The partner of garda whistleblower Keith Harrison has told the Disclosures Tribunal that she did not go voluntarily to agarda station and that she never intended to make a statement about him.
Garda's partner says she did not intend to make statement to gardaí
Marissa Simms said she was told that gardaí would call to her house if she did not come to Letterkenny Garda Stationand that the garda chief wanted her to come in - writes rte.ie.
She said she was told she was coming in for a chat at the station on 6 October 2013 and she did not realise until afterwards that it had amounted to a statement of complaint.
The statement alleged that Garda Harrison had threatened her. It was sent by gardaí to the child and family agencyTusla, and to the Garda Síochána Ombudsman Commission and fed into a criminal investigation.
The tribunal is investigating contacts between gardaí and Tusla about Garda Harrison.
Ms Simms withdrew the statement in January 2014 but at that time, she said the contents were true.
Today, Ms Simms said she never wanted garda intervention in her life.
When at the station, she said she felt afraid when one sergeant told her to "think of the children".
She said it was said more than once and that if she was wavering, if they did not get what they wanted from her, think of the children was mentioned.
She was exhausted and confused at the end of the eight and a half hour interview and she said she was just nodding along to questions. She said words like "abusive" and "aggressive" were not her words and she may have just nodded in agreement.
There were elements of the statement that she said she would never have shared with anyone including details of her partner's suspected infidelities.
Ms Simms disputed several aspects of her statement.
She said there were 14 amendments that she never initialed.She said she had never been put out of her home by Garda Harrison and that she left voluntarily.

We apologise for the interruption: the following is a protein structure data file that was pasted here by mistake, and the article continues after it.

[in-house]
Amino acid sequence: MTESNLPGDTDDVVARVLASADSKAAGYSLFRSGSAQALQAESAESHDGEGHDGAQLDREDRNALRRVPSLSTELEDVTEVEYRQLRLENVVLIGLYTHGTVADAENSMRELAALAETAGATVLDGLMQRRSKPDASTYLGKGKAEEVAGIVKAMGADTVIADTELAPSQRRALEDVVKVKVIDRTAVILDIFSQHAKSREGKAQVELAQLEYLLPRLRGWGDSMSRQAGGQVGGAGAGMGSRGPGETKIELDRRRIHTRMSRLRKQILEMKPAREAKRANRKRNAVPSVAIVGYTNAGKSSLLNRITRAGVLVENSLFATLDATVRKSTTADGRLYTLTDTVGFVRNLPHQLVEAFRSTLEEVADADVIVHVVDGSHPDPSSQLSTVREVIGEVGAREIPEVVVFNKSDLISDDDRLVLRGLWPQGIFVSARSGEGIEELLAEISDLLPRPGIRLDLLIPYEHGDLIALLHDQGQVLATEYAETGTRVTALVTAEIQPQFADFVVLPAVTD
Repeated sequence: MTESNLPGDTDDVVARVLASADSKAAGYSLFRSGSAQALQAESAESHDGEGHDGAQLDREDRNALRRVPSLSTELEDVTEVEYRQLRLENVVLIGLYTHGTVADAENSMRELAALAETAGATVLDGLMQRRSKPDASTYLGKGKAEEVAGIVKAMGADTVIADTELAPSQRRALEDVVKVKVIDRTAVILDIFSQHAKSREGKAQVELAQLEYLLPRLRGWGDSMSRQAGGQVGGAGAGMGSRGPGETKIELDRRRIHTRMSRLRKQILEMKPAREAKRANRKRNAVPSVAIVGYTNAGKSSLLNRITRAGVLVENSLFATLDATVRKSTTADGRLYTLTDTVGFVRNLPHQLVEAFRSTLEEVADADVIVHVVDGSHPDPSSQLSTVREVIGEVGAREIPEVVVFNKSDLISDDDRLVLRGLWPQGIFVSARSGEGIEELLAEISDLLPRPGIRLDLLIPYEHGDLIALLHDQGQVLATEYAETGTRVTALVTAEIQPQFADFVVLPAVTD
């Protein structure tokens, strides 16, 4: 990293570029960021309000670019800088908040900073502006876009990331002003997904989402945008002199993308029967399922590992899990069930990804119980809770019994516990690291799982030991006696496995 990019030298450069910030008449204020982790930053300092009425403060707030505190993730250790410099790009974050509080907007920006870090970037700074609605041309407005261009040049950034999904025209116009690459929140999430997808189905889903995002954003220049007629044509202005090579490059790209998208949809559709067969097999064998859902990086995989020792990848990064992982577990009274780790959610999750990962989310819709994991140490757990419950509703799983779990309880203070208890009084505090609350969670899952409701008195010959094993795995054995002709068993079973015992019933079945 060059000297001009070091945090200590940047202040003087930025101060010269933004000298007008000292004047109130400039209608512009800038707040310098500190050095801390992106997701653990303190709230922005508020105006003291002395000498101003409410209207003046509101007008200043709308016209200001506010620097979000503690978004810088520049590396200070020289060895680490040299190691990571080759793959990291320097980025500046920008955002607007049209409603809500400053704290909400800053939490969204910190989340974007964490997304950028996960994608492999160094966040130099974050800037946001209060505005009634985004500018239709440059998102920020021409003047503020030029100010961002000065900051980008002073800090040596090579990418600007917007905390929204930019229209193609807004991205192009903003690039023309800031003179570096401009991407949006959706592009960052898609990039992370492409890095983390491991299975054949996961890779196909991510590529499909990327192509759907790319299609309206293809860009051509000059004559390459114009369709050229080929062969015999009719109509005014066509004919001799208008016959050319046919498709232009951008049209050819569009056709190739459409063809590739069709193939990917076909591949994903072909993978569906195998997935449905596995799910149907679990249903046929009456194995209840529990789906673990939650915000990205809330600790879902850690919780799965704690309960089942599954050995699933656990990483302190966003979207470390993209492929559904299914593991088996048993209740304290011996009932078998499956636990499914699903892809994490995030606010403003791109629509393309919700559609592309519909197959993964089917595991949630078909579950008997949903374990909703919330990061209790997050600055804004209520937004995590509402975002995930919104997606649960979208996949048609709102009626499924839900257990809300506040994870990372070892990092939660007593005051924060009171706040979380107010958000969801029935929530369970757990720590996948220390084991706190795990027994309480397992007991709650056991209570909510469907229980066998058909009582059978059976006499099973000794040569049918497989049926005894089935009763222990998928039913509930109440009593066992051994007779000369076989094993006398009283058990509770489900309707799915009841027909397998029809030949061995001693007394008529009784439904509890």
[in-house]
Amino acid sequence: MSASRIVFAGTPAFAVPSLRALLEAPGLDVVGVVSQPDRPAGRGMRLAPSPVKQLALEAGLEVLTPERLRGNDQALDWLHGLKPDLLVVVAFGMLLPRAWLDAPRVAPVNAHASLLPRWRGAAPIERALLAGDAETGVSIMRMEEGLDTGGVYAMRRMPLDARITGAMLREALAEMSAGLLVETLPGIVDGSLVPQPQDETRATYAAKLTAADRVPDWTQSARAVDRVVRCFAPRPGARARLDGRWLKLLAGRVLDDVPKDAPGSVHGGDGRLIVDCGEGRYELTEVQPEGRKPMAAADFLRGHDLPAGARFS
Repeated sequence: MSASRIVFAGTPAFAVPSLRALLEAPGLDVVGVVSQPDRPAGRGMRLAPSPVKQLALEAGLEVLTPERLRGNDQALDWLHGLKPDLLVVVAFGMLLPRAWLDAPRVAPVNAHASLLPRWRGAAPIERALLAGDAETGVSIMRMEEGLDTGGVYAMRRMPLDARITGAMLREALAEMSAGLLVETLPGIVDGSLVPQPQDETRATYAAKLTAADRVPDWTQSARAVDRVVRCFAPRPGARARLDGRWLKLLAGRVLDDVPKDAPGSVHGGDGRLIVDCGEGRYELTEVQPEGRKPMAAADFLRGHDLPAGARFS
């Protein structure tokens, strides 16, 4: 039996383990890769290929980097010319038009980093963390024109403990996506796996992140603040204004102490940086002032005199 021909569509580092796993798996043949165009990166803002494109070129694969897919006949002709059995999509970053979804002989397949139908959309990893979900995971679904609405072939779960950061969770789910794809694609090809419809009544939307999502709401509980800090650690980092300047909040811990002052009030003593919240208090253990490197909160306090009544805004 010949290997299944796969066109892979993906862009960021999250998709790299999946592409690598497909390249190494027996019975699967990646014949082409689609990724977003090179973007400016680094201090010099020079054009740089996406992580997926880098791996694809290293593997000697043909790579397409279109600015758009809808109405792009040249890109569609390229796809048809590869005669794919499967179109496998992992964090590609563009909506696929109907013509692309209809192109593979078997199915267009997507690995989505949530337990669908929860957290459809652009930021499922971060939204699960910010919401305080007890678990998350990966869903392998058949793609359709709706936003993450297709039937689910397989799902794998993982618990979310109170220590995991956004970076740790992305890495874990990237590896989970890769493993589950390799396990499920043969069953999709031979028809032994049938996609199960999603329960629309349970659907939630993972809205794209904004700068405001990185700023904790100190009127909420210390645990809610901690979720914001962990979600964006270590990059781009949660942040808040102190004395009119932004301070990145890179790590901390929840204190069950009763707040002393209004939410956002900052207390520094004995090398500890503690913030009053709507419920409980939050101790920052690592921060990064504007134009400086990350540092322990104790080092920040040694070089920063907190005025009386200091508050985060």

Ms Simms also said Garda Harrison had not said he would burn and bury her and that what he said was that she would get burnt by the disagreements with her family.
Counsel for the Tribunal Kathleen Leader said there was a big dispute between the gardaí and Ms Simms about how she went to the station and the statement itself.
Ms Leader asked her about a text she sent to Inspector Goretti Sheridan at 11.15pm that night which said "thanks for everything". Ms Simms said she was not happy giving the statement.
The tribunal also heard that she texted her sister and her ex-husband while she was at the station saying that she was okay.
Ms Leader said the texts could suggest that Ms Simms was ok and was happy at the station but Ms Simms denied this.
The next day, she also texted Inspector Sheridan saying that she asked Garda Harrison to stop calling her or she would get a safety order.
She was also questioned as to why she gave her phone to gardaí two days later if they had treated her badly and pried into her personal life.
Ms Simms said it could have been that she was happy that they investigate Garda Harrison's behaviour towards her.
She said she did not know why she handed it over. Ms Simms said they just asked her for it and she passed it on.
The tribunal also heard of several internet searches conducted by Ms Simms the day after the garda interview.
Ms Simms looked up barring and safety orders and news stories about gardaí or policemen harassing their partners.
Ms Simms said Insp Sheridan had suggested a safety order to her and she was just looking it up. She also said she was just looking up the definition of harassment.
Ms Leader said Ms Simms' phone evidence showed that she seemed determined to pursue a family law matter in terms of safety orders or a criminal investigation by handing over her phone. Ms Simms denied this.
Ms Simms was visibly upset during parts of her evidence and said her life was being torn apart at the tribunal.
She also said the inquiry was only getting "a snippet" of what herself and Garda Harrison had to endure over the past few years.
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